For more information, call 910.483.7370.
Pupil Holiday/Required Teacher Workday
Students, faculty, and staff at schools that follow the Traditional calendar will observe a pupil holiday/required teacher workday on Monday, January 30.
School System to Meet with the Legislative Delegation
The Cumberland County Board of Education and the Cumberland County Legislative Delegation will meet to discuss items of mutual importance. The meeting will take place on Friday, February 3 starting at 8:30 a.m. in the Board Room of the Central Services’ Building, located at 2465 Gillespie Street, Fayetteville, NC 28306. The meeting is open to the public.
Looking Ahead …
February 5 – 11 — CCS’ Suicide Awareness Week
February 6 – 10 — National School Counseling Week
Fayetteville – National School Counseling Week, sponsored by the American School Counselor Association (ASCA), will be celebrated from February 6–10, 2017, to focus public attention on the unique contribution of professional school counselors within U.S. school systems and how students are different as a result of what school counselors do. National School Counseling Week highlights the tremendous impact school counselors can have in helping students achieve school success and plan for a career.
“The special week honoring school counselors provides recognition to those who implement comprehensive school counseling programs, which are a vital part of the educational process for all students as they meet the challenges of the 21st Century,” said Cumberland County Schools’ Counseling Coordinator Kristy Curran.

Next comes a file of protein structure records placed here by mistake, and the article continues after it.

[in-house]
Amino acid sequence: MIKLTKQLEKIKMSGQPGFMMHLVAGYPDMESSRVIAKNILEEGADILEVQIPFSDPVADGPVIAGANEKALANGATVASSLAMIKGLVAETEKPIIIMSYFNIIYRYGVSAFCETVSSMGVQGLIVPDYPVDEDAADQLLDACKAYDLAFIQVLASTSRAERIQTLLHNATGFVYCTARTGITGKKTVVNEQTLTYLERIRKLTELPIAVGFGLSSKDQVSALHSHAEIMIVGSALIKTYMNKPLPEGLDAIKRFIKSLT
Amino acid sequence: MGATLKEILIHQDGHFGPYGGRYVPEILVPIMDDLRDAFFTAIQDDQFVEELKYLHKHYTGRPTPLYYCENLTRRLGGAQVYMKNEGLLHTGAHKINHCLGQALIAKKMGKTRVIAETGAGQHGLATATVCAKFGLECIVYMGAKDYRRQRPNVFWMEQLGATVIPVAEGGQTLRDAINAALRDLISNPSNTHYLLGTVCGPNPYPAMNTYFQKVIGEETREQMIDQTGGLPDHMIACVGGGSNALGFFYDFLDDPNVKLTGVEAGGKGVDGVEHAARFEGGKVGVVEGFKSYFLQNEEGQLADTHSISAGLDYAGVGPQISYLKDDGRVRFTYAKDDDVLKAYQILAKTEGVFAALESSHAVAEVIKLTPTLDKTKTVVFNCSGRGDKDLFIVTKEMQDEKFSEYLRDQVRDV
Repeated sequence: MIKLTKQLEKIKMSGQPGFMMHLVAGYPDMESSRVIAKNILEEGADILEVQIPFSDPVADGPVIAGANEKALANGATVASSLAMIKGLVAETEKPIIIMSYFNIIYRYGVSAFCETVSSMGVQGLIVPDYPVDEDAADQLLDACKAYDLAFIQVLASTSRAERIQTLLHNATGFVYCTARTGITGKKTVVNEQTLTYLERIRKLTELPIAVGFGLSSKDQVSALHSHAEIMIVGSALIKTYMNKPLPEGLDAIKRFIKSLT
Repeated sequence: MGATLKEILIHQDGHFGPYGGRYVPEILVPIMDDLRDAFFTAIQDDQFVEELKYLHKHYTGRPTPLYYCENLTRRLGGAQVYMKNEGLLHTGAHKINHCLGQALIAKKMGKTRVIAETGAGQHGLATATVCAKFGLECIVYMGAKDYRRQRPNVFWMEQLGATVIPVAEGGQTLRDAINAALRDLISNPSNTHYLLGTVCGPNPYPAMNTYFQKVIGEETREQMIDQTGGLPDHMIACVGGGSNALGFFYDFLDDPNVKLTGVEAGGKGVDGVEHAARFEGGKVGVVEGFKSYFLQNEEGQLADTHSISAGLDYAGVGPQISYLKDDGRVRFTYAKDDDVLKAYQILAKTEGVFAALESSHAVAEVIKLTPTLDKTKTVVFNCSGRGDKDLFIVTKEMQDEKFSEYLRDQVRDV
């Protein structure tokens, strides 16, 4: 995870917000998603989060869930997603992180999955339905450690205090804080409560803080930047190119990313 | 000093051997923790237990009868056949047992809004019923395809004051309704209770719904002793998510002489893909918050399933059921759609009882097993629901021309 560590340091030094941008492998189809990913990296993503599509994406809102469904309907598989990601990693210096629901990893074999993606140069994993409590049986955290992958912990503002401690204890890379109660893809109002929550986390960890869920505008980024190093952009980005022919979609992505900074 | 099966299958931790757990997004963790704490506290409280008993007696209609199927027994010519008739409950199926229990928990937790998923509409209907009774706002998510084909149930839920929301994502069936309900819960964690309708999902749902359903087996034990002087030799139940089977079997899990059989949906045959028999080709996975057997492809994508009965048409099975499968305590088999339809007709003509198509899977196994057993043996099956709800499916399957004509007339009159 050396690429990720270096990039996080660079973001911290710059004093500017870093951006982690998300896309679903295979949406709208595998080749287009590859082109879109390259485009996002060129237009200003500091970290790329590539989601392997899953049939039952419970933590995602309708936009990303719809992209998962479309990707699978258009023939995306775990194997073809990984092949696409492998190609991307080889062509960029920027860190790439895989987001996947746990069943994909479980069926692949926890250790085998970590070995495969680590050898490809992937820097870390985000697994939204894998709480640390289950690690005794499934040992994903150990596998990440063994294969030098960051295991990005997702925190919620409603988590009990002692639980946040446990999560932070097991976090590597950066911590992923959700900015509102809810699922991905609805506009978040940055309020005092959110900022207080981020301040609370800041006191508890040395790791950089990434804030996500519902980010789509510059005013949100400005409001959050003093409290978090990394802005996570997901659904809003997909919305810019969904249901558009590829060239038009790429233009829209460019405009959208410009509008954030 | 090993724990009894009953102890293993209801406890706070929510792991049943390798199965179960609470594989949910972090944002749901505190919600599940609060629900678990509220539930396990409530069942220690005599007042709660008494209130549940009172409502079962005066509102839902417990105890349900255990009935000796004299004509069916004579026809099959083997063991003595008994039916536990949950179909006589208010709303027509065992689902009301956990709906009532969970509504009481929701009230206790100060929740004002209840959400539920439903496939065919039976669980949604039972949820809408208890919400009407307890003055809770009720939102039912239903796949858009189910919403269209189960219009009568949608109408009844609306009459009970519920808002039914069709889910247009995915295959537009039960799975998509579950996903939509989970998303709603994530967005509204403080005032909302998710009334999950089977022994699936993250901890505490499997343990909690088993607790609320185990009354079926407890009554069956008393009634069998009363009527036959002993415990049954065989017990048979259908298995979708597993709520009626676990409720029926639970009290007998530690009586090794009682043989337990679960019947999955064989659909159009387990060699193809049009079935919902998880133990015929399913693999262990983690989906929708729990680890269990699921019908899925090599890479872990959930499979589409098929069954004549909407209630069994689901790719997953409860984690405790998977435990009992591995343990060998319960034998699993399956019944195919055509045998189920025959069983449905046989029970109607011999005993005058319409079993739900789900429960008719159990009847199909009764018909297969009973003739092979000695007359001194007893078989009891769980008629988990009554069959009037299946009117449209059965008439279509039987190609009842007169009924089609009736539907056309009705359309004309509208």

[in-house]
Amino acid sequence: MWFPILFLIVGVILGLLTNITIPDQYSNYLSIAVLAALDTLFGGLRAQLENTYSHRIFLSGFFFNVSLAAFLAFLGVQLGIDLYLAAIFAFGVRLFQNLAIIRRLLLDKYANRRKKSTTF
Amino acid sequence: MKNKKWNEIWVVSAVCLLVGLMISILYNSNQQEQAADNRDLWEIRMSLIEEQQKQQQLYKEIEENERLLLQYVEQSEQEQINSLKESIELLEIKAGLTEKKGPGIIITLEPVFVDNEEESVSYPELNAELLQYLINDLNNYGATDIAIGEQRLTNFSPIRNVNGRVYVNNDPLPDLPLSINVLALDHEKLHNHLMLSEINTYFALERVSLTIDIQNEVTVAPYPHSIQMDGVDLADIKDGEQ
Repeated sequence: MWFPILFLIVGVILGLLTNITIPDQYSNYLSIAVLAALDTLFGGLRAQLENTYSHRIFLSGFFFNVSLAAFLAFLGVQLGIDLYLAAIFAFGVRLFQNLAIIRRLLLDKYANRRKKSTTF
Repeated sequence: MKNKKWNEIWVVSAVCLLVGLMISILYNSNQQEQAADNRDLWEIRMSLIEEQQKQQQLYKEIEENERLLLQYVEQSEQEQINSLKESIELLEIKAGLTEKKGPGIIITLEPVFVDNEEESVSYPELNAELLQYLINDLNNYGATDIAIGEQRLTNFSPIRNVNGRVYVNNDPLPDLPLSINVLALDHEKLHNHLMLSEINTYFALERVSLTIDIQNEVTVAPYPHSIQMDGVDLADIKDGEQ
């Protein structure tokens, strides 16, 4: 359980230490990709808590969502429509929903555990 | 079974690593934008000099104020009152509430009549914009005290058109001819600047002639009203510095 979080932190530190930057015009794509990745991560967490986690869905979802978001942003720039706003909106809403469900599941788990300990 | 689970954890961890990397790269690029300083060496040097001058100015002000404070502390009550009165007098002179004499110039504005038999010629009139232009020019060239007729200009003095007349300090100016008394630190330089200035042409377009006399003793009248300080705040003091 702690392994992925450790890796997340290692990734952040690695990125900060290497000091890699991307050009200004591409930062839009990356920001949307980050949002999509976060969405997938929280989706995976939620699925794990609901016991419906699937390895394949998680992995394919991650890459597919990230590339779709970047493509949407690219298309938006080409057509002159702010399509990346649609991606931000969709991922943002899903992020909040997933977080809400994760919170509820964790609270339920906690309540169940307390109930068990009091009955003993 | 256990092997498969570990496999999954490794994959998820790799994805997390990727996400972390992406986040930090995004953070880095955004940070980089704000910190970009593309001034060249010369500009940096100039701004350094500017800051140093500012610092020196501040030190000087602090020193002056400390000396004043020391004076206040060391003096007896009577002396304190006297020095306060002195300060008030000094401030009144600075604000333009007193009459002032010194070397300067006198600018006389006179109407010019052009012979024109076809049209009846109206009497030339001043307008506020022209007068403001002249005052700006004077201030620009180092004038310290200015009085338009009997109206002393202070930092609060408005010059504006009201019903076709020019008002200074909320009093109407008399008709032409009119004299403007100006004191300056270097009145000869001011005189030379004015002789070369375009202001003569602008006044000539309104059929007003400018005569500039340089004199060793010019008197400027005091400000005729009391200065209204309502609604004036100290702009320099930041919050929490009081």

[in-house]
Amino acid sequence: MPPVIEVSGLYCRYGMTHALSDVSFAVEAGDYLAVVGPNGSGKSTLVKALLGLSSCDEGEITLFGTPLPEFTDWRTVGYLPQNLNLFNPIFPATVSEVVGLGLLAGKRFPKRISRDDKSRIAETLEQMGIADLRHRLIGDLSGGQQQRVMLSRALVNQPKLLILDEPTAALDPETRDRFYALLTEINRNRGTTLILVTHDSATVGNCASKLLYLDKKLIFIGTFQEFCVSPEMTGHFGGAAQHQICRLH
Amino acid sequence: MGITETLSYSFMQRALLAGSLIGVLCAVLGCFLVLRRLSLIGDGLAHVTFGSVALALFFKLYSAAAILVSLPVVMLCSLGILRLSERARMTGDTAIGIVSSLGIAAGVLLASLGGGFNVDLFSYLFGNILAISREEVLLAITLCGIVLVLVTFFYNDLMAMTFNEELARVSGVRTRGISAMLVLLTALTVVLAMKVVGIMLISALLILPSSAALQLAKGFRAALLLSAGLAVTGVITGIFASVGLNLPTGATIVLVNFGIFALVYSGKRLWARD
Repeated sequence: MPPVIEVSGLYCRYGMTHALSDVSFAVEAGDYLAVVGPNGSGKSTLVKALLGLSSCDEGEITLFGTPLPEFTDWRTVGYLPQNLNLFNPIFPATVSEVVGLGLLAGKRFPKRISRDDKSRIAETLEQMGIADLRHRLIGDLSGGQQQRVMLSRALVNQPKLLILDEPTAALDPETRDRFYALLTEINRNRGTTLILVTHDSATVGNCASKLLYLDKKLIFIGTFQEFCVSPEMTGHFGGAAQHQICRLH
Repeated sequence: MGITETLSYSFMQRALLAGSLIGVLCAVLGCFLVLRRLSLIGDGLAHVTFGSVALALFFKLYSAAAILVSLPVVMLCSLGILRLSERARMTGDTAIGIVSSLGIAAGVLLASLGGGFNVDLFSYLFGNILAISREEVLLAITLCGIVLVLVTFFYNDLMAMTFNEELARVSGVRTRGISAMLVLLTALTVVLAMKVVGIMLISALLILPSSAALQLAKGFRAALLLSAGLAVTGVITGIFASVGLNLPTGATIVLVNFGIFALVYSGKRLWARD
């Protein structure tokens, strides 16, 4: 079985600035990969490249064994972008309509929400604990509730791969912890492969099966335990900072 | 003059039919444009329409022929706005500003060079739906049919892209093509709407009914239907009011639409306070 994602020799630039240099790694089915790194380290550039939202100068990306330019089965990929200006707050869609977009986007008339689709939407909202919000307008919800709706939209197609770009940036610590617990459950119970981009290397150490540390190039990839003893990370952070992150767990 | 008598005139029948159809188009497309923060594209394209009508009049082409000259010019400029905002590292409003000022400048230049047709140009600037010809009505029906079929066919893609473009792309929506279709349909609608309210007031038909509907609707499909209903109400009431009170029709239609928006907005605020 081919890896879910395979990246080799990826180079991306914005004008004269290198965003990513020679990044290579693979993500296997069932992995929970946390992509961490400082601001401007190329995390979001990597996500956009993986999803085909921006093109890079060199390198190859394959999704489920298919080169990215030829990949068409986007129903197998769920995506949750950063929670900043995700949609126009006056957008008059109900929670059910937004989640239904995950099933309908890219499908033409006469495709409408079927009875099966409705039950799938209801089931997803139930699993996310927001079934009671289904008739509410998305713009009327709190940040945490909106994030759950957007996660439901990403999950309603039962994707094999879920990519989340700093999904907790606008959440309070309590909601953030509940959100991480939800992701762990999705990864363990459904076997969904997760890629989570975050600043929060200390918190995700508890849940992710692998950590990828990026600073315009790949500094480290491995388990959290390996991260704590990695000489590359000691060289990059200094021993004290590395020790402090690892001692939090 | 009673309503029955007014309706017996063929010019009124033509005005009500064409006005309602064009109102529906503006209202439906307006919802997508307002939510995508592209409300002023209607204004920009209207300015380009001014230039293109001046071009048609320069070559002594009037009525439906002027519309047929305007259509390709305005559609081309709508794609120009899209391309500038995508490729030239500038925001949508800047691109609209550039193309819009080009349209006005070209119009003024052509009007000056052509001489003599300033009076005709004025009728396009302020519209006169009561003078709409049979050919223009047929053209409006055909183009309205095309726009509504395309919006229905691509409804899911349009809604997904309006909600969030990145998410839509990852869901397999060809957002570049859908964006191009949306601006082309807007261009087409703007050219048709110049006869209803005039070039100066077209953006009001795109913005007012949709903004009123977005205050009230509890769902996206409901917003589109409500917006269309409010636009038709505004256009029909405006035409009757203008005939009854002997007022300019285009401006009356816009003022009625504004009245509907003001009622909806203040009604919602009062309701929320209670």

In a proclamation signed by the Cumberland County Board of Education Chair, Curran cited school counselors for (1) being actively engaged in helping students examine their abilities, strengths, interests, and talents; (2) working in a partnership with parents as they encounter the challenges of rearing children in today’s world; (3) focusing on positive ways to enhance students’ social/personal, educational, and career development; and (4) working with teachers and other educators to provide an educational system where students can realize their potential and set healthy, realistic, and optimistic aspirations for themselves. Professional school counselors are certified, experienced educators with a master’s degree in guidance and counseling. The combination of their training and experience makes them an integral part of the total educational program.
“School counselors work with all students to remove barriers to learning by addressing students’ academic concerns, career awareness in post-secondary options and personal/social skills,” said Kwok-Sze Wong, Ed.D., the executive director of ASCA. “Comprehensive school counseling programs help to increase student achievement and provide a much-needed resource for students, parents, teachers and administrators. School counselors are integral to student success.”
More than 100,000 school counselors nationwide will be participating in the week’s festivities. Many school counselors will be hosting special events and activities to call attention to the myriad benefits of a comprehensive school counseling program.
As part of its celebration for National School Counseling Week, the Cumberland County School system, as a whole, will be recognizing its school counselors with an appreciation breakfast, while individual schools will choose to recognize with different activities. Parents or community members with specific questions or concerns about school counseling programs should contact the school counselors at their local schools. Additional information can also be found on ASCA’s website, www.schoolcounselor.org.
The American School Counselor Association (ASCA) is a worldwide nonprofit organization based in Alexandria, Va. Founded in 1952, ASCA supports school counselors’ efforts to help students focus on academic, career and social/emotional so they not only achieve success in school but are prepared to lead fulfilling lives as responsible members of society. The association, which is the school counseling division of the American Counseling Association, provides professional development, publications and other resources, research, and advocacy to more school counselors around the globe.